Drought-hit WA farmers have been warned that any help from the latest multimillion-dollar aid package announced by the Commonwealth is months away.
The warning came at the WAFarmers annual conference, where critics described the handling of two separate concessional loan packages funded by the Commonwealth as a shambles.
WA farmers are yet to see a cent from a $420 million aid package announced by the then Labor government last April.
WA Agriculture Minister Ken Baston told the conference any benefits from a $280 million drought aid package announced by the Abbott Government in February were months away.
"I stress that we are on the case but due to the Federal Government approval process (for the drought aid) it is still likely to be a few months away," he said.
Farmers in drought-hit districts - including parts of the eastern Wheatbelt - who are deemed to be viable will be able to access concessional loans of up to $1 million to help stay on the land and to restructure crippling debt under the scheme.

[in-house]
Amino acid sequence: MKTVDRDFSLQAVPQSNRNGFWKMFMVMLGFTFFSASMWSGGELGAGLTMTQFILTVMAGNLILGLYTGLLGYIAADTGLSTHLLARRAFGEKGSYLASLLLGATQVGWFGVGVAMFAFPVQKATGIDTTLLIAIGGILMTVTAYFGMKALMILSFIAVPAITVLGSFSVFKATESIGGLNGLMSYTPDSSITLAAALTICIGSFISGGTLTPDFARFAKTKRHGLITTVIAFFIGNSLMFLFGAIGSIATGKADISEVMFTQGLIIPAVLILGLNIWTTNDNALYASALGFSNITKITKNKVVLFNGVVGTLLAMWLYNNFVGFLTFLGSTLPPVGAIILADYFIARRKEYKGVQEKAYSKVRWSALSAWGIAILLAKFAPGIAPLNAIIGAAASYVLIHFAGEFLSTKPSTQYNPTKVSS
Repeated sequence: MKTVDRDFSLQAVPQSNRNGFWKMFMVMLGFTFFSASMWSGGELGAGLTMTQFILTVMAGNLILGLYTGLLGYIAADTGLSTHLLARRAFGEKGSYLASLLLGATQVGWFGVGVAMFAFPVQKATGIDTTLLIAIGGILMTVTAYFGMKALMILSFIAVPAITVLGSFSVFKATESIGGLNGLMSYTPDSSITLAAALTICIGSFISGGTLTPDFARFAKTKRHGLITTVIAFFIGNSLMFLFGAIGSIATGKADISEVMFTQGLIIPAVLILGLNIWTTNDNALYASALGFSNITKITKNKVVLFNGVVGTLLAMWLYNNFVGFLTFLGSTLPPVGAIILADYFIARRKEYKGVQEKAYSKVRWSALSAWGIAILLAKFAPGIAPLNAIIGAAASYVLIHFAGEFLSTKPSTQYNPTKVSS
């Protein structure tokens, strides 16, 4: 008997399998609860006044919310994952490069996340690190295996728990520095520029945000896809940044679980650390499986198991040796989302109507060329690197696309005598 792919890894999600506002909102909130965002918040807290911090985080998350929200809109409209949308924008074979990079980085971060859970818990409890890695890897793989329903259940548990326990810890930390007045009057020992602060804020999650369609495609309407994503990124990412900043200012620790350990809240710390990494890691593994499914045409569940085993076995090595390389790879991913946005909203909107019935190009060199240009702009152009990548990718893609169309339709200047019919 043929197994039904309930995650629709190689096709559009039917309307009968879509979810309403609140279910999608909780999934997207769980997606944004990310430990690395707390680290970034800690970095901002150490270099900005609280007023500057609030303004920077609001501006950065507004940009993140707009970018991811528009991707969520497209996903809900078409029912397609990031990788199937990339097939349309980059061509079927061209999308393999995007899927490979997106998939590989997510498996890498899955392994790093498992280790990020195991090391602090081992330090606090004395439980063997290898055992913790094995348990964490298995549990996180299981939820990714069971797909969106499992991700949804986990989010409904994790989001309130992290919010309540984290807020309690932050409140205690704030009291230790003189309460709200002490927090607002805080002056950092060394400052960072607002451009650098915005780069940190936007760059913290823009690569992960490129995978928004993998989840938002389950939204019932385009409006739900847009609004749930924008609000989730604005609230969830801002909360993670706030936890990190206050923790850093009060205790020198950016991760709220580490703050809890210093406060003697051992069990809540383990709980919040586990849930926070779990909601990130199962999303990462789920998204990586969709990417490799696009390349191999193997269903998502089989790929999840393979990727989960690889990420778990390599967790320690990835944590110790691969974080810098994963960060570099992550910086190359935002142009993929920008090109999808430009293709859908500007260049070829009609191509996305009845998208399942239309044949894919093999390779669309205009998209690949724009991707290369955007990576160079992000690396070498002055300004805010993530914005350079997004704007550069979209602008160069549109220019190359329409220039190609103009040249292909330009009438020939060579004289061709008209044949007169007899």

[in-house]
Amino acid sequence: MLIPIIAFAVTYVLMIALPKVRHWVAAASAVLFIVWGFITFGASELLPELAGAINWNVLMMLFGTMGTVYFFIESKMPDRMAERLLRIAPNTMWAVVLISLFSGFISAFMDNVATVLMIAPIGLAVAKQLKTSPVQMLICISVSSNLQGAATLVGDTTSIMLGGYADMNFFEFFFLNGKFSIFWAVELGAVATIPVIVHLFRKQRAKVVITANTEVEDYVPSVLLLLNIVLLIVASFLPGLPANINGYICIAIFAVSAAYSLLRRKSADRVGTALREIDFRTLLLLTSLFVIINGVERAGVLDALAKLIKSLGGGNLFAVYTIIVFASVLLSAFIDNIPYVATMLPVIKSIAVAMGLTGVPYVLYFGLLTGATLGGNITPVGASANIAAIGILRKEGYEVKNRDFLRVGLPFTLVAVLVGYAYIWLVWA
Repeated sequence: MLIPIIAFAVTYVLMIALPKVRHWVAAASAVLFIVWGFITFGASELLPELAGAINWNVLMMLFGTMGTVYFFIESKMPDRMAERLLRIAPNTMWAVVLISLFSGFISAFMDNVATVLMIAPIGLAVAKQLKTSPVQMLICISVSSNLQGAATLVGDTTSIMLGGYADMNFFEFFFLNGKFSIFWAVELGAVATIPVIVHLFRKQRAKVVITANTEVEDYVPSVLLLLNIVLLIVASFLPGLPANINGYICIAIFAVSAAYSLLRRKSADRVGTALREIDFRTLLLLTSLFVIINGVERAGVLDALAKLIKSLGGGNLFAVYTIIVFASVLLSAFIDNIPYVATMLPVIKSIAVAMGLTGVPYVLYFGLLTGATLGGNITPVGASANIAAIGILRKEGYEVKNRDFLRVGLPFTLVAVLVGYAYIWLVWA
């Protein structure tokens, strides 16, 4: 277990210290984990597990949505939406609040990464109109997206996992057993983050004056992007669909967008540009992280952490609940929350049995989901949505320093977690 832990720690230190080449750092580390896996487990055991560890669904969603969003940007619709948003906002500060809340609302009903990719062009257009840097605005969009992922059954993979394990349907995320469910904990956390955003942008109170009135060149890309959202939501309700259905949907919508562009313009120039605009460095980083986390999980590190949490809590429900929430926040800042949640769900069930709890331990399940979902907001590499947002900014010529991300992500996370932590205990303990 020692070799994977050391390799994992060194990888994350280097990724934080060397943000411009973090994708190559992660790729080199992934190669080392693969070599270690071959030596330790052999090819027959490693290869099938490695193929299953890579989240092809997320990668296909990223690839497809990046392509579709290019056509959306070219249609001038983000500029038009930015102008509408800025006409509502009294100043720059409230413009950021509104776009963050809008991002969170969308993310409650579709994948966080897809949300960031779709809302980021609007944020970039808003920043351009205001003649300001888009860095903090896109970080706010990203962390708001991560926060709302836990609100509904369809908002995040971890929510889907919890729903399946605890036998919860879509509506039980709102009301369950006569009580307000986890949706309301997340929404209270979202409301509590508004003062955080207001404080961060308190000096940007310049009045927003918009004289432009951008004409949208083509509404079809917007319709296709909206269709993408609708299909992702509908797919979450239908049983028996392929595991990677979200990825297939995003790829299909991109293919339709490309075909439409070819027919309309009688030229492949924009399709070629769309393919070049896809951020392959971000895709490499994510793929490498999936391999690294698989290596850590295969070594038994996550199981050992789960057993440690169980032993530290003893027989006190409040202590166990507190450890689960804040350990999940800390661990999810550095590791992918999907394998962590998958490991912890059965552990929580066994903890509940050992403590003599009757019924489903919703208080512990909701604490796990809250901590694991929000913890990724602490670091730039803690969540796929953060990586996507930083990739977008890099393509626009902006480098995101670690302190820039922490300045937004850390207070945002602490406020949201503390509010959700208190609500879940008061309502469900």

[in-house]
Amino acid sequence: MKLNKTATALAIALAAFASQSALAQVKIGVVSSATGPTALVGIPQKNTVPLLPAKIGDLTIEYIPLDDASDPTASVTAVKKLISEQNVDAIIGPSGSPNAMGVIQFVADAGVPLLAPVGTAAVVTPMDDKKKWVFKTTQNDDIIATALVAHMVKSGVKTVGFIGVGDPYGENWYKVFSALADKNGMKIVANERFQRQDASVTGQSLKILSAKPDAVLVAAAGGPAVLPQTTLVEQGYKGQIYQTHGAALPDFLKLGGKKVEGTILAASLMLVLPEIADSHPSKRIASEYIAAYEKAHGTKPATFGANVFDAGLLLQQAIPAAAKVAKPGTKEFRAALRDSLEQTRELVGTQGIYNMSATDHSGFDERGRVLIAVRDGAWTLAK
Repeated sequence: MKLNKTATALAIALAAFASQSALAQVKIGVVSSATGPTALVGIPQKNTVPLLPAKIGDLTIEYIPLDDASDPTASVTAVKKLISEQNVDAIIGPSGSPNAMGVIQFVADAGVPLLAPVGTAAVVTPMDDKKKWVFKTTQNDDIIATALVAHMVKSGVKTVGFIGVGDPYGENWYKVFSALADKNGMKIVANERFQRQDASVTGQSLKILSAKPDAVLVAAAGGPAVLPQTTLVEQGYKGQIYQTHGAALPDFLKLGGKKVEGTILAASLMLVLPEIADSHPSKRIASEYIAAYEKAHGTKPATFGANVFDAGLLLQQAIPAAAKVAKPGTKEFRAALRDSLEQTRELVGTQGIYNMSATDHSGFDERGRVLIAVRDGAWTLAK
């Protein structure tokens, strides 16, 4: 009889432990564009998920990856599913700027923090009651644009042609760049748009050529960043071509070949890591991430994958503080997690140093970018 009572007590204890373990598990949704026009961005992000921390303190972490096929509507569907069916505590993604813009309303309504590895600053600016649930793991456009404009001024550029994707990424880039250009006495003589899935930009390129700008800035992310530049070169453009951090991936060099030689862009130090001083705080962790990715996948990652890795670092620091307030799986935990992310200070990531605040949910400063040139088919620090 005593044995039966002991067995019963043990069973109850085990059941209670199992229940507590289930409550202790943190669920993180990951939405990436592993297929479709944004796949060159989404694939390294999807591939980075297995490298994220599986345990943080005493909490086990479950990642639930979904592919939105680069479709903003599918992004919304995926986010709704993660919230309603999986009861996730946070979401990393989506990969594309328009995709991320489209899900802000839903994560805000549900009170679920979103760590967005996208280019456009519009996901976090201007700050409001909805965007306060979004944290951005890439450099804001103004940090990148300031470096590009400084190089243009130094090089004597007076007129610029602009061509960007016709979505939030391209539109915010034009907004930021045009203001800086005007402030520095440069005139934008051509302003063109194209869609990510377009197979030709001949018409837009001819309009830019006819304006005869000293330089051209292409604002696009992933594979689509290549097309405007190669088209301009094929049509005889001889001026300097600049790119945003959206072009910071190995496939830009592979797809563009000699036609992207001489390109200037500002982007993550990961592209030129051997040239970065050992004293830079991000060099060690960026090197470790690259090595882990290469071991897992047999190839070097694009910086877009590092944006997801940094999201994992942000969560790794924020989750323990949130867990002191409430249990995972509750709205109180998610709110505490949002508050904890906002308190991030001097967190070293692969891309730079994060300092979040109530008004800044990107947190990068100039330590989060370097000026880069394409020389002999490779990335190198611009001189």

WAFarmers president Dale Park said he would be disappointed if the drought package took months to roll out.
Mr Park urged WA authorities to make sure districts where crops had failed because of low rainfall were recognised as drought-affected.
The State Government has come under fire from farmers over restrictions it imposed on loans currently available under the earlier aid package.
The restrictions, which prevent farmers using the loans to put in a crop or to restructure debt, do not apply in other States.
Mr Baston said he was making major changes to the package, doubling the maximum loan amount to $400,000 and simplifying eligibility criteria on assets held by farmers.
The changes mean farmers with total off-farm and liquid assets of less than $821,000 can qualify for loans to boost productivity.
Applications for loans from the $25 million pool available in 2013-14 close at the end of April.
There have been just 14 applications since the loans became available in January.